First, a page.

With the iPhone, Apple indisputably reinvented the smartphone. Everything produced by competitors will be compared to the iPhone for some time, exactly as every personal computer some 3 decades ago would be compared to the MacIntosh.
A little perspective first:
In the early eighties, Apple did not actually invent the personal computer. They only set the rules to make computers usable by non IT specialists: It all seems so obvious now, but it wasn’t back then! Computer users needed a graphical OS interface, a pointing device, WYSIWYG fonts and applications. Apple found out how to transform a nightmarish experience (remember the IBM PC XT anyone? With DOS 2.11!) into something really cool! No command or shortcut to be learned by heart such as the (in)famous CTRL+ALT+DEL). You just went “WOW!” instead of “GASP!”, and this has probably always been Apple’s main strength.
Ditto with the iPod in 2001: exit the nightmare. With a remarkable ecosystem, (one application – iTunes – to do the boring stuff (rip, convert, index and later on subscribe to podcasts), the iTunes Store to enable people to buy – in a couple of clicks and for a reasonable price – the music they want to carry around, and an actual object incredibly simple to use and appealing), the iPod literally ejected its competitors and imposed itself as THE personal music device.
Apple ARE brilliant at shifting paradigms! And the iPhone is certainly not the least of their revolutions! This was just fantastic! As far as I’m concerned, my iPhone is an extension of my brain. I rely on it for almost everything: to find, discover and organize things, to stay in touch, to learn. It is also extraordinary as an entertainment device. And it just works. I’ve probably rebooted my Sony Ericsson phone half a billion times just because it freezes when I’m in a rush; I have rebooted the iPhone twice in a couple of years and never ever lost the bookmarks of my audiobooks…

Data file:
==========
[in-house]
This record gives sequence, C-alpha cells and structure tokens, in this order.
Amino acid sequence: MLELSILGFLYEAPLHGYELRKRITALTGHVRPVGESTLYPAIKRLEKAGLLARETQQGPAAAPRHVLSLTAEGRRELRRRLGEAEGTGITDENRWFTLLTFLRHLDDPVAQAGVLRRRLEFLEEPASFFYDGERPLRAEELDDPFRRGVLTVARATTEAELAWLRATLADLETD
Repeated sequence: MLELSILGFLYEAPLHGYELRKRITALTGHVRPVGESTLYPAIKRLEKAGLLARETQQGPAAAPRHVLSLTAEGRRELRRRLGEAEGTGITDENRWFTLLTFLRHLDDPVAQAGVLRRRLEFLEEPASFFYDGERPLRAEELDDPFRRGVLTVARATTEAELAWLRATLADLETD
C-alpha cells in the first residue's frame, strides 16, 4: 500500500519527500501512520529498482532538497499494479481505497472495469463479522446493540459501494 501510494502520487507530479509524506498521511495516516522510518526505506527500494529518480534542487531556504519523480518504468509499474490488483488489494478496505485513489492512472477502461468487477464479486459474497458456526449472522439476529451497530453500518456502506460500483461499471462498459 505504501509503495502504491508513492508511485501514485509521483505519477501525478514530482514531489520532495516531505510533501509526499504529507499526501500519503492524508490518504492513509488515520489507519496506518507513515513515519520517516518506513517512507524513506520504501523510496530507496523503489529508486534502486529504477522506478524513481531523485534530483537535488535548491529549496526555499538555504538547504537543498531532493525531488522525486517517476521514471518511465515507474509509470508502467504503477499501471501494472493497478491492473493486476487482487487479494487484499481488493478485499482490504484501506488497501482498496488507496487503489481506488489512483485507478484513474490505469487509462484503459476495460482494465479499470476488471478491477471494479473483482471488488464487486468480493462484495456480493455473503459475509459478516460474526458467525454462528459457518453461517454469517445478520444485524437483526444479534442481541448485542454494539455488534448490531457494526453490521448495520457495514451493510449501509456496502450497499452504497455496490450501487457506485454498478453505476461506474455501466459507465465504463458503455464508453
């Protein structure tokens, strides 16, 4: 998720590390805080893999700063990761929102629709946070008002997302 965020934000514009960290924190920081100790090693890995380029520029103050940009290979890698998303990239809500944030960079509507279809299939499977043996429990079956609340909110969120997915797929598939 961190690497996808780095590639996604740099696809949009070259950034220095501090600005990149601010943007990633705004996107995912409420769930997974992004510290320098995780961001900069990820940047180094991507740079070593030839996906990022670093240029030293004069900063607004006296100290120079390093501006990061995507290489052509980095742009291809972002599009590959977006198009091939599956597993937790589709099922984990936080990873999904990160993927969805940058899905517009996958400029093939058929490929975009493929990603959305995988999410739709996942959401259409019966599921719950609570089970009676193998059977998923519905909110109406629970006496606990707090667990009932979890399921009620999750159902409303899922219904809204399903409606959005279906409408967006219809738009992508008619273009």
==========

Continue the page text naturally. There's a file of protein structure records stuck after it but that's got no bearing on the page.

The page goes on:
So why am I so excited about Google’s Nexus One?
Creative inventors are not necessarily good managers in the long run and this is especially true about Apple! Despite my admiration ever since the eighties, I haven’t yet switched to Mac for my laptops (though I’m almost sure the next one is a Mac). Why? Because for one, I couldn’t conceive of using a trackpad without its most ergonomic feature since the nineties: the right-click to unfold a contextual menu. For years, Apple just wouldn’t understand how important this feature was to the users. They’ve eventually changed their position on this one now and that’s why I’ll probably switch to a MacBook Pro this year. But still, I’ll have to become clever enough to remember how to perform a screen capture without a [PrintScreen] button, to erase text without the [delete] button, to remember how to type a backslash or a square bracket on a Swiss keyboard! There are plenty good ideas out there and Apple is just autistic to them! The same happens with the iPhone: A very ordinary use-case would probably consist in syncing your music with your home computer and your business contacts with your work desktop. Ever tried this with iTunes? Well I have! This has taken me ages and I have never quite achieved it. The other thing I totally despise with both the Mac and the iPhone is the very poor handling of edge-cases and errors. All that works fine is pretty straightforward, but whenever anything goes wrong, good luck with finding out what the problem is and how to solve it! You get no error message, you have no clue as to how things are organized, where to find the settings, where to find help. Already tried to remotely assist a non tech-savvy friend whose iTunes and iPhone suddenly gave up synchronizing? If you have, I’m sure you’re getting my point!